LaVan Yankton, Sr. v. Christopher Epps, et al, No. 14-60515 (5th Cir. 2016)

Annotate this Case
Download PDF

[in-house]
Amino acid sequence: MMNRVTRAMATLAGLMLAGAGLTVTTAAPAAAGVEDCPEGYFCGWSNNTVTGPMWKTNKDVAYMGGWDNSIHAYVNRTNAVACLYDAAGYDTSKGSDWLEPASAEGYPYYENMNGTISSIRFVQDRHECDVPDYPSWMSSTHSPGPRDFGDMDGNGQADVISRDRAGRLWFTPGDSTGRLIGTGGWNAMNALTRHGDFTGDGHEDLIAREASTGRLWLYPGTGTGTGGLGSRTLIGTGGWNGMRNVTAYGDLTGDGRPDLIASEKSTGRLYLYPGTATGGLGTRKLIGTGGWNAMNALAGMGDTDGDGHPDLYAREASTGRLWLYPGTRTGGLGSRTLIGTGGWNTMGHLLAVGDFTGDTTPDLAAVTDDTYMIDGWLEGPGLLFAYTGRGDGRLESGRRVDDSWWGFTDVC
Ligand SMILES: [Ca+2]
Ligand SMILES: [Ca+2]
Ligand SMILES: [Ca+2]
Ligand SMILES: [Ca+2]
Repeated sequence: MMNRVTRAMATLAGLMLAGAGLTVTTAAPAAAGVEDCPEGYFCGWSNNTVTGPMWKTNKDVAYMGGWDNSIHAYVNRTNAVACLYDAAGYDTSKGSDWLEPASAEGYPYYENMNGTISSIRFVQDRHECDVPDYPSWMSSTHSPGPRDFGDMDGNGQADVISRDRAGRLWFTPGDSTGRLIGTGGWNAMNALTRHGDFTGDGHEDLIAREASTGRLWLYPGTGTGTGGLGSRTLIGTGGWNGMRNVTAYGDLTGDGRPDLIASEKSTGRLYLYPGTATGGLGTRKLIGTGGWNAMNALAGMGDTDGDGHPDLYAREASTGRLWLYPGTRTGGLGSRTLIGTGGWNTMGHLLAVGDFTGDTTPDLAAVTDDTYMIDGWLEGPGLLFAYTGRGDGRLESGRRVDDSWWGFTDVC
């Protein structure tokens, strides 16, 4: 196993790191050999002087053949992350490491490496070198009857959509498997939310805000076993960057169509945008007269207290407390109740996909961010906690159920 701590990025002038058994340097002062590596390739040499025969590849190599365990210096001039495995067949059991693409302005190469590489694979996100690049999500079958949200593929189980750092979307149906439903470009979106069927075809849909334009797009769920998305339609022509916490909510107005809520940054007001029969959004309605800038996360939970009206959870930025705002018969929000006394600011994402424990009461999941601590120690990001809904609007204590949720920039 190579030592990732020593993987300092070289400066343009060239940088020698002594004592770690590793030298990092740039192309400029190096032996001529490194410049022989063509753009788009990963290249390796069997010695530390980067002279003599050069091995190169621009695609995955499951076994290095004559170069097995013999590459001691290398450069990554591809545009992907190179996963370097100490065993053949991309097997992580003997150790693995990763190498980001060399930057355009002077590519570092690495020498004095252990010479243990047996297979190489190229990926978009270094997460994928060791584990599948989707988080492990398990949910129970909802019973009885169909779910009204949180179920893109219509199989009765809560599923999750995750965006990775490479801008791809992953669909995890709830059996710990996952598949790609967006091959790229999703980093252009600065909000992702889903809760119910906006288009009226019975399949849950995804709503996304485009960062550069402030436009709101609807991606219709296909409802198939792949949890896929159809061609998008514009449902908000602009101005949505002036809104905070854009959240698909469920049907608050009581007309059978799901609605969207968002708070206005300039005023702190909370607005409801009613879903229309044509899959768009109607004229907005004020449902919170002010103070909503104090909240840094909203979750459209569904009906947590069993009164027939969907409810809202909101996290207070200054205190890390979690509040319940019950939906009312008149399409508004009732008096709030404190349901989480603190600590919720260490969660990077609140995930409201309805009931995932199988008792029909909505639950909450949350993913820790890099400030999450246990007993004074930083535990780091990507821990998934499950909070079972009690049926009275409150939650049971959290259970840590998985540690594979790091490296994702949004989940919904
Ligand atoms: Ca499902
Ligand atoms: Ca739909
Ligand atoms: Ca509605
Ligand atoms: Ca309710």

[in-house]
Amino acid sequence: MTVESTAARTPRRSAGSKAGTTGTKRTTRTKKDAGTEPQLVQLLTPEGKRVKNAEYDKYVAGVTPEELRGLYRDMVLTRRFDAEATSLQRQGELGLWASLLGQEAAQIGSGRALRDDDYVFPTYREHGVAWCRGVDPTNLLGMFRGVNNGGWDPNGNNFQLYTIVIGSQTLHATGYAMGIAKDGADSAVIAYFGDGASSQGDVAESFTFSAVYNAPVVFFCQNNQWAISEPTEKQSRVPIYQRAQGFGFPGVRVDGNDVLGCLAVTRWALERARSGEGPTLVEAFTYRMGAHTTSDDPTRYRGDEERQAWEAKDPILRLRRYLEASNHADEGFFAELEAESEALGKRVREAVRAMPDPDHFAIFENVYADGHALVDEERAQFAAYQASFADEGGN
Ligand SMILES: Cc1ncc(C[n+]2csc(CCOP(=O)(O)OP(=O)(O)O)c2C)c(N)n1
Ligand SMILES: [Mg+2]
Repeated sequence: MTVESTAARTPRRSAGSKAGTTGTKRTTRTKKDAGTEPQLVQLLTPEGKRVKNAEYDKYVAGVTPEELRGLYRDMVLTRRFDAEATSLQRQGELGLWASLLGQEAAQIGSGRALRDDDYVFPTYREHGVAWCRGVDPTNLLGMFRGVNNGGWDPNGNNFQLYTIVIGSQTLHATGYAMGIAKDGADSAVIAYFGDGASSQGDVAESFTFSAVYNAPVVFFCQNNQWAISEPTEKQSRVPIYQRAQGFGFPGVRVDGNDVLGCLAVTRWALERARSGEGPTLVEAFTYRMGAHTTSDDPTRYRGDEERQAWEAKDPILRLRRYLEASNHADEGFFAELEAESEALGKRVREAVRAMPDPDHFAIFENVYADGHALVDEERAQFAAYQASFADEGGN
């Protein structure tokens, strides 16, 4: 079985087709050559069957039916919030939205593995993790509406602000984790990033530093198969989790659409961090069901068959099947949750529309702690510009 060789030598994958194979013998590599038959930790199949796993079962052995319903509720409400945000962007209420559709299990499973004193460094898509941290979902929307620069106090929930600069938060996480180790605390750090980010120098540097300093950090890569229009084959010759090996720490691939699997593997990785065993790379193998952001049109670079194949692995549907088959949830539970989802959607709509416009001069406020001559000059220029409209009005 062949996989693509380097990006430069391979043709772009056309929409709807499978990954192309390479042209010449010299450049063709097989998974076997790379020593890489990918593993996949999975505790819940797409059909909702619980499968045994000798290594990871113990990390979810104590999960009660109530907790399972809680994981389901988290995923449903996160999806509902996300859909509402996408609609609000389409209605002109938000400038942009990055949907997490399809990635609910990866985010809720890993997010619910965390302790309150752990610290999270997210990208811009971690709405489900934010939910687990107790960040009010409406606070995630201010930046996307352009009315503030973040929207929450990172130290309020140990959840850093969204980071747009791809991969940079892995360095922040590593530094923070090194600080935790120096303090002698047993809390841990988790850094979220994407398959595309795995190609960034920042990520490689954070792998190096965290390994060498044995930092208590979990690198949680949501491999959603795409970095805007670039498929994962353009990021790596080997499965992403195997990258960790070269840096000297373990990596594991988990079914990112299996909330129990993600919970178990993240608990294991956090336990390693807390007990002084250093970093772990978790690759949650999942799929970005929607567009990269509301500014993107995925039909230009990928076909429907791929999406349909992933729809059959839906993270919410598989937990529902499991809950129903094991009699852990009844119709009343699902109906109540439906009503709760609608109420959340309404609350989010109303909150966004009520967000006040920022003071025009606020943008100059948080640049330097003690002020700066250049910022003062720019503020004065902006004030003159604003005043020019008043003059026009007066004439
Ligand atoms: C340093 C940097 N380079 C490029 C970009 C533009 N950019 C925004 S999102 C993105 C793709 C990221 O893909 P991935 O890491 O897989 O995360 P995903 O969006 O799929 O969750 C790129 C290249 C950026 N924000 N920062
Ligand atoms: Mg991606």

Case: 14-60515 Document: 00513545051 Page: 1 Date Filed: 06/13/2016 IN THE UNITED STATES COURT OF APPEALS FOR THE FIFTH CIRCUIT No. 14-60515 United States Court of Appeals Fifth Circuit FILED June 13, 2016 LAVAN YANKTON, SR., Lyle W. Cayce Clerk Plaintiff - Appellant v. CHRISTOPHER EPPS; EMMITT SPARKMAN; EARNEST LEE; FAYE NOEL; REGINALD STEWARD; CAPTAIN PORTER; CAPTAIN SIMON; MS. STURDIVANT, Case Worker; LIEUTENANT THIGPEN; LIEUTENANT ROACH; TOWNSON, Correctional Officer; ROY, Correctional Officer (FO); BLACK, Correctional Officer (Little); YOUNG, Correctional Officer (CO); JOHNSON, (CO); MARSHAL, (CO); WALKER, (CO); HENPHILL, Correctional Officer (CO); JANE DOE, (CO); JOHN DOE, (CO); JANE DOE 2, (CO); JAQWANNA ROBINSON, Case Worker, Defendants - Appellees Appeals from the United States District Court for the Northern District of Mississippi USDC No. 4:14-CV-34 Before WIENER, PRADO, and OWEN, Circuit Judges. PER CURIAM:* Pursuant to 5TH CIR. R. 47.5, the court has determined that this opinion should not be published and is not precedent except under the limited circumstances set forth in 5TH CIR. R. 47.5.4. * Case: 14-60515 Document: 00513545051 Page: 2 Date Filed: 06/13/2016 No. 14-60515 FACTS & PROCEEDINGS Plaintiff-Appellant LaVan Yankton, Sr., a Native American inmate at the Mississippi Department of Corrections (“MDOC”), brought this action against Defendants-Appellees, various MDOC officials, challenging a policy limiting the length of inmates’ hair as violative of his rights under the First Amendment. Yankton, who is an Oglala Sioux, alleges that the restriction interferes with his religious beliefs, which forbid him from cutting his hair. Yankton further alleges that, in March of 2013, after he refused to cut his hair himself, prison officials pinned him down and forcibly cut it for him. That December, Yankton filed a grievance under the MDOC’s Administrative Remedy Program (“ARP”). (This was his second grievance regarding the policy; he had filed his first several years earlier in 2011.) In January of 2014, MDOC’s Legal Claims Adjudicator (“Adjudicator”) rejected this second grievance as untimely because it had been submitted more than 30 days after prison officials had cut Yankton’s hair the previous March. Yankton attempted to “appeal” the rejection of the second grievance by filing a third the following month. The Adjudicator determined that this third grievance was repetitive of the second and informed Yankton that “since this matter has already been rejected, this particular request is being returned to you and will not be processed.” Yankton then filed a complaint, and later an amended complaint, in the district court asserting claims under 42 U.S.C. § 1983. The magistrate judge held a Spears hearing 1 to focus those claims. 2 Following that hearing, Yankton moved to stay the action pending exhaustion of his administrative remedies. Spears v. McCotter, 766 F.2d 179 (5th Cir. 1985), overruled on other grounds, Neitzke v. Williams, 490 U.S. 319, 324 (1989). 1 The minute entry for the Spears hearing indicates that there was an audio recording; however, that recording is not included in the record on appeal. Yankton 2 2 Case: 14-60515 Document: 00513545051 Page: 3 Date Filed: 06/13/2016 No. 14-60515 The district court determined that, in so moving, Yankton had conceded that he had not yet exhausted his remedies and dismissed his claims. 3 Yankton then moved for reconsideration, explaining that his grievance was timely because it concerned the policy limiting the length of inmates’ hair, not the incident that occurred as a result of the policy. He also explained that he had previously exhausted his administrative remedies by filing his first grievance regarding the policy in 2011. Unlike the second and third grievances, MDOC had accepted that first grievance into the ARP and resolved it on the merits, noting that “there are no exceptions to the three inch limit for hair” because “[i]f offenders were allowed exceptions to this rule, the risk that head lice and other things could be spread through the building would be greatly increased.” Before the district court decided whether to reconsider dismissing Yankton’s claims, he appealed. Several months later, the district court denied Yankton’s request that it reconsider its dismissal of his claims. In so doing, it did not explicitly address Yankton’s assertion that he had exhausted his administrative remedies through his first grievance under the ARP. Yankton again appealed. LAW & ANALYSIS We review de novo the district court’s dismissal of Yankton’s claims for failing to exhaust his administrative remedies. 4 The Prisoner Litigation requested a transcript from the hearing, but the district court denied the request. Yankton does not challenge this denial. The district court dismissed Yankton’s complaint sua sponte because it was apparent from the face of the pleadings that Yankton had failed to exhaust his administrative remedies. The district court relied on Yankton’s motion to stay for its conclusion on exhaustion, but Yankton also conceded that he had failed to satisfy the exhaustion requirements in his amended complaint. The MDOC officials asserted failure to exhaust as an affirmative defense in their answer. 3 4 Powe v. Ennis, 177 F.3d 393, 394 (5th Cir. 1999). 3 Case: 14-60515 Document: 00513545051 Page: 4 Date Filed: 06/13/2016 No. 14-60515 Reform Act (“PLRA”) requires that a prisoner exhaust all such remedies before brining claims under § 1983. 5 We ordinarily take “a strict approach” to this requirement. 6 Under this strict approach, proper exhaustion of those remedies requires more than “mere ‘substantial compliance’” with them. 7 “Proper exhaustion demands compliance with . . . deadlines and other critical procedural rules.” 8 Yankton must, therefore, comply with the ARP, through which MDOC conducts its formal two-step process for handling inmate grievances. 9 “[T]o ensure their right to use the formal [ARP],” inmates “must make their request to the Adjudicator in writing within a 30 day period after an incident has occurred.” 10 They are, however, discouraged from making repetitive requests and “are encouraged to continue to seek solutions to their concerns through informal means.” 11 Prior to the “first step” of this procedure, the Adjudicator screens the request to determine whether it meets specified criteria. 12 If a request fails to See 42 U.S.C. § 1997e(a) (“No action shall be brought with respect to prison conditions under section 1983 of this title, or any other Federal law, by a prisoner confined in any jail, prison, or other correctional facility until such administrative remedies as are available are exhausted.”); see also Gonzalez v. Seal, 702 F.3d 785, 787-88 (5th Cir. 2012). 5 Days v. Johnson, 322 F.3d 863, 866 (5th Cir. 2003), overruled by implication on other grounds by Jones v. Bock, 549 U.S. 199, 216 (2007). 6 7 Dillon v. Rogers, 596 F.3d 260, 268 (5th Cir. 2010). 8 Woodford v. Ngo, 548 U.S. 81, 90 (2006). See Wilson v. Epps, 776 F.3d 296, 300 n.2 (5th Cir. 2015); see also MISS. CODE § 475-801, et seq. 9 See Inmate Handbook, MDOC, ch. VIII, sec. IV, available at http://www.mdoc. ms.gov/Inmate-Info/Documents/CHAPTER_VIII.pdf (last modified Aug. 6, 2015 1:59:49 PM). 10 11 See id. 12 See id. at ch. VIII, sec. V. 4 Case: 14-60515 Document: 00513545051 Page: 5 Date Filed: 06/13/2016 No. 14-60515 meet that criteria, the Adjudicator will reject it and notify the inmate via Form ARP-1. 13 If the request meets the criteria, however, the Adjudicator will accept it into the ARP, and the request will then proceed to the first step. At the first step, the appropriate MDOC official receives the request via Form ARP-1 14 and provides a “first-step response” to the request via Form ARP-2. If the inmate is satisfied with this first-step response, he does not need to do anything further. If unsatisfied, however, the inmate may then proceed to the “second step” by indicating as much on the same Form ARP-2. At the second step, another appropriate MDOC official, such as a warden, provides the “secondstep response” via Form ARP-3. If unsatisfied with the second-step response, the inmate may then bring a claim in court. 15 As discussed above, Yankton’s first grievance in 2011 made it through both the first and second steps, but his second and third grievances did not make it beyond the initial screening. Yankton asserts that the district court erroneously dismissed his claims for failure to exhaust administrative remedies. He contends, in particular, that he exhausted those remedies by submitting the first grievance in 2011 and by submitting the second and third grievances in 2013 and 2014, respectively. In so doing, he relies on our opinion in Johnson v. Johnson. 16 In Johnson, we considered whether an inmate had sufficiently exhausted his administrative remedies to allow his claims under § 1983 against prison officials who had failed to protect him from near-constant assaults by other 13 See id. at ch. VIII, sec. VI. Form ARP-1 states: “This request comes to you from the Adjudicator. See the attached request from the offender. Please return your response to [the Adjudicator] within 30 days of this date.” 14 15 See Inmate Handbook, MDOC, ch. VIII, sec. IV. 16 385 F.3d 503 (5th Cir. 2004). 5 Case: 14-60515 Document: 00513545051 Page: 6 Date Filed: 06/13/2016 No. 14-60515 inmates. 17 There, the prison’s two-step grievance process required inmates to submit a request within 15 days of each incident. 18 We rejected the notion that, under those circumstances, the inmate was required to submit a new request after each incident or even every 15 days. 19 In so doing, we held that “prisoners need not continue to file grievances about the same issue.” 20 A single request was “sufficient to exhaust claims that arose from the same continuing [condition or policy],” and therefore additional requests were not necessary to remind prison officials that the underlying condition or policy remained in existence. 21 We did not, however, hold “that a grievance [about] one particular incident automatically exhausts claims that arise from future incidents of the same general type.” 22 In considering this distinction, we summarized another court’s observation that, “when inmates have filed a grievance regarding a prison policy, they need not file grievances regarding subsequent incidents in which the policy is applied.” 23 Unlike in Johnson, the MDOC did not reject Yankton’s second and third grievances because they were repetitive of the first grievance. Rather, it rejected the second request because Yankton failed to file it within 30 days of Id. at 512. We noted that, according to the plaintiff’s allegations, the assaults there occurred “virtually every day.” Id. at 521. 17 18 Id. at 515. 19 Id. at 519-21. 20 Id. at 521 (emphasis added). Id. (emphasis added). In Johnson, the continuing condition was the prison officials’ “failure to protect [the inmate].” Id. 21 22 Id. at 521 n.13 (emphasis added). Id. at 521 (emphasis added) (citing Aiello v. Litscher, 104 F. Supp. 2d 1068, 1074 (W.D. Wis. 2000)). 23 6 Case: 14-60515 Document: 00513545051 Page: 7 Date Filed: 06/13/2016 No. 14-60515 the incident during which his hair was cut, and it rejected his third request “appealing” that rejection as repetitive of the second. Each of Yankton’s grievances, however, appears to concern the continuing policy itself, not the incidents that occurred as a result of that policy. 24 For instance, Yankton’s requests stated that he sought “a religious exception to the hair grooming policy” and that “[t]he policy must be change[d] in the SOP to show a religious exception on a case by case basis.” They also explained that a prison official “told [him] once again that if he did not cut his hair that [the officials] would cut it by force” and that he “ha[d] been told this for years.” Notably, MDOC expressly permits inmates to file a grievance under the ARP with regard to any “policy within an institution/facility” and/or “incident occurring within an institution/facility.” 25 To require an inmate’s grievance regarding a policy to allege an incident occurring as a result of that policy would render these multiple bases meaningless. Yankton timely filed each of his requests challenging the policy limiting the length of inmates’ hair while that policy was in effect. Although the Adjudicator properly accepted his first request in 2011, the Adjudicator improperly rejected Yankton’s second request in 2013 as untimely, and the The district court stated: “Yankton’s claims arise out of allegations that Mississippi Department of Corrections (“MDOC”) officials will not permit him to grow his hair longer than three inches, the maximum length permitted under MDOC policy. On one occasion, MDOC officials pinned Yankton down and forcibly cut his hair when he refused because it violates the tenets of his religion. Yankton’s religious beliefs forbid him to cut his hair, and he believes that the policy in question infringes upon his religious freedom under the First Amendment to the United States Constitution.” 24 25 See Inmate Handbook, MDOC, ch. VIII, sec. II. 7 Case: 14-60515 Document: 00513545051 Page: 8 Date Filed: 06/13/2016 No. 14-60515 Adjudicator rejected his third request in 2014 “appealing” the rejection of the second request as repetitive. 26 Because Yankton adhered to the requirements of the ARP, he has properly exhausted his remedies under it. 27 MDOC’s failure, not Yankton’s, prevented him from proceeding through the first and second steps of the ARP. He had no further recourse after his grievances were rejected. “The PLRA [only] requires exhaustion of ‘such administrative remedies as are available,’” 28 and therefore an inmate’s “[c]ompliance with prison grievance procedures . . . is all that is required by the PLRA to ‘properly exhaust’” a claim. 29 By filing the third grievance “appealing” the rejection of the second, Yankton did the only thing he could to object under the ARP. We may “topple over administrative decisions” because the Adjudicator “not only has erred, but has erred against objection made at the time appropriate under its practice.” 30 Accordingly, the district court erred in determining that Yankton had failed to exhaust his claims regarding the policy under the ARP. The district court also erred in dismissing those claims in the manner in which it did. The court explained that, although the failure to exhaust We do not decide whether his second and third requests might have been rejected as repetitive of the first. 26 Because Yankton’s requests relate to the policies, not the particular incidents that occurred as a result of those policies, we do not consider whether any claims concerning those incidents were properly exhausted. Even if such claims existed and were not properly exhausted, they do not preclude the properly exhausted claims from proceeding. Jones v. Bock, 549 U.S. 199, 222 (2007) (“A typical PLRA suit with multiple claims, on the other hand, may combine a wide variety of discrete complaints, about interactions with guards, prison conditions, generally applicable rules, and so on, seeking different relief on each claim. There is no reason failure to exhaust on one necessarily affects any other.”). 27 28 Id. at 217 (quoting 42 U.S.C. § 1997e(a)). 29 Id. at 218. Woodford v. Ngo, 548 U.S. 81, 90 (2006) (quoting United States v. L.A. Tucker Truck Lines, Inc., 344 U.S. 33, 37 (1952)). 30 8 Case: 14-60515 Document: 00513545051 Page: 9 Date Filed: 06/13/2016 No. 14-60515 administrative remedies “is an affirmative defense, normally to be pled by a defendant,” it was nonetheless permitted to dismiss a pro se prisoner’s claims sua sponte if that failure was “apparent on the face of the pleadings.” It thus decided to dismiss Yankton’s claims because such a failure was apparent on the face of his motion to stay. But, as a preliminary matter, a motion is not a pleading, 31 and a district court may only “dismiss a case prior to service on defendants for failure to state a claim, predicated on failure to exhaust [administrative remedies], if the complaint itself makes clear that the prisoner failed to exhaust.” 32 “Of course, before acting on its own initiative, a court must accord the parties fair notice and an opportunity to present their positions.” 33 Yankton’s complaint and amended complaint do not make it apparent that he failed to exhaust his administrative remedies. Neither did they need to make it apparent that he had exhausted those remedies. 34 Although the MDOC officials’ answer alleged that the affirmative defense precluded Yankton’s claims “if [he] fail[ed] to comply,” Yankton has denied that perfunctory allegation. 35 FED. R. CIV. P. 7 (distinguishing between pleadings, including “a complaint” and “an answer to a complaint,” and motions). 31 Carbe v. Lappin, 492 F.3d 325, 328 (5th Cir. 2007) (emphasis added); c.f. Gonzalez v. Seal, 702 F.3d 785, 788 n.1 (5th Cir. 2012) (“We note that our decision only applies in the case where the defendant moves to dismiss for failure to exhaust administrative remedies. The issue of whether the court can raise the exhaustion issue sua sponte is not before us.”). 32 33 Day v. McDonough, 547 U.S. 198, 210 (2006). Bock, 549 U.S. at 216 (“[F]ailure to exhaust is an affirmative defense under the PLRA, and . . . inmates are not required to specially plead or demonstrate exhaustion in their complaints.”). 34 “[A]n allegation is considered denied or avoided” when “a responsive pleading is not required.” FED. R. CIV. P. 8(b)(6). Because “a reply to an answer” is not required unless the court orders it, FED. R. CIV. P. 7(a), an affirmative defense contained in an answer is automatically denied or avoided. 35 9 Case: 14-60515 Document: 00513545051 Page: 10 Date Filed: 06/13/2016 No. 14-60515 Yankton’s motion to stay, which the district court relied on as “conceding” that Yankton had failed to exhaust his administrative remedies, does nothing of the kind. Instead, it reiterates: “The request from Yankton is not REGARDING the [Rule Violation Reports], but [for] a religious exception to the hair grooming policy. A[n] on-going event without a religious exception. A[n] on-going religious threat without an exception.” Rather than conceding that he failed to exhaust his administrative remedies, Yankton’s motion reiterates that he did all that the ARP allowed him to do. In fact, it appears that Yankton filed the motion to stay to allow MDOC to fix its own mistake by accepting his requests into the ARP and allowing them to proceed to the first and second steps. In suggesting that this outcome is appropriate, Yankton relied on another district court’s indication that a stay might allow the prison to remedy its mistake and consider the prisoner’s grievance anew. That court had explained: “[I]f the defendants wish to file a motion to stay this action to allow the parties to funnel [the plaintiff’s] grievance through the second and third stages of the grievance procedure, such a request would deserve consideration.” 36 Yankton’s motion may not have been clear in what it sought, but it was clear in indicating that he had not failed to exhaust his administrative remedies. It was improper for the district court to dismiss Yankton’s claims sua sponte on the basis of a motion, not the complaints, and without informing Yankton that it intended to do so. CONCLUSION For the forgoing reasons, we REMAND for further proceedings consistent with this opinion. Ouellette v. Me. State Prison, No. Civ. 05–139–B–W, 2006 WL 173639, at *4 (D. Me. Jan. 23, 2006) (emphasis added). 36 10